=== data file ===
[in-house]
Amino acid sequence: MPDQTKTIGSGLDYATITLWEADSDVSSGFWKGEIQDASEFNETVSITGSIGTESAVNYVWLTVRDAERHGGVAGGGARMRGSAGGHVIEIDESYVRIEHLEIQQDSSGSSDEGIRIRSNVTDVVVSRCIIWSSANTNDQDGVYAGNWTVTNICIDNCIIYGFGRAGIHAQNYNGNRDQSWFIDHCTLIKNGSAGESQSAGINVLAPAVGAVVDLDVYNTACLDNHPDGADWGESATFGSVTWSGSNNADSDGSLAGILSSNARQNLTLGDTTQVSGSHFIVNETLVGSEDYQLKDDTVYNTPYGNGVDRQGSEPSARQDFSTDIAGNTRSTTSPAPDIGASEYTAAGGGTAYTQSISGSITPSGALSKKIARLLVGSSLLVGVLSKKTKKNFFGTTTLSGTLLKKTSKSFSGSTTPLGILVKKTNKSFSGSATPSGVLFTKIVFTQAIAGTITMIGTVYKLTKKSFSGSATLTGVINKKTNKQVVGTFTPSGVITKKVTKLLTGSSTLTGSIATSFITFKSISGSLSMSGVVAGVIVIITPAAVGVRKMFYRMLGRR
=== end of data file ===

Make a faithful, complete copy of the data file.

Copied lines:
[in-house]
Amino acid sequence: MPDQTKTIGSGLDYATITLWEADSDVSSGFWKGEIQDASEFNETVSITGSIGTESAVNYVWLTVRDAERHGGVAGGGARMRGSAGGHVIEIDESYVRIEHLEIQQDSSGSSDEGIRIRSNVTDVVVSRCIIWSSANTNDQDGVYAGNWTVTNICIDNCIIYGFGRAGIHAQNYNGNRDQSWFIDHCTLIKNGSAGESQSAGINVLAPAVGAVVDLDVYNTACLDNHPDGADWGESATFGSVTWSGSNNADSDGSLAGILSSNARQNLTLGDTTQVSGSHFIVNETLVGSEDYQLKDDTVYNTPYGNGVDRQGSEPSARQDFSTDIAGNTRSTTSPAPDIGASEYTAAGGGTAYTQSISGSITPSGALSKKIARLLVGSSLLVGVLSKKTKKNFFGTTTLSGTLLKKTSKSFSGSTTPLGILVKKTNKSFSGSATPSGVLFTKIVFTQAIAGTITMIGTVYKLTKKSFSGSATLTGVINKKTNKQVVGTFTPSGVITKKVTKLLTGSSTLTGSIATSFITFKSISGSLSMSGVVAGVIVIITPAAVGVRKMFYRMLGRR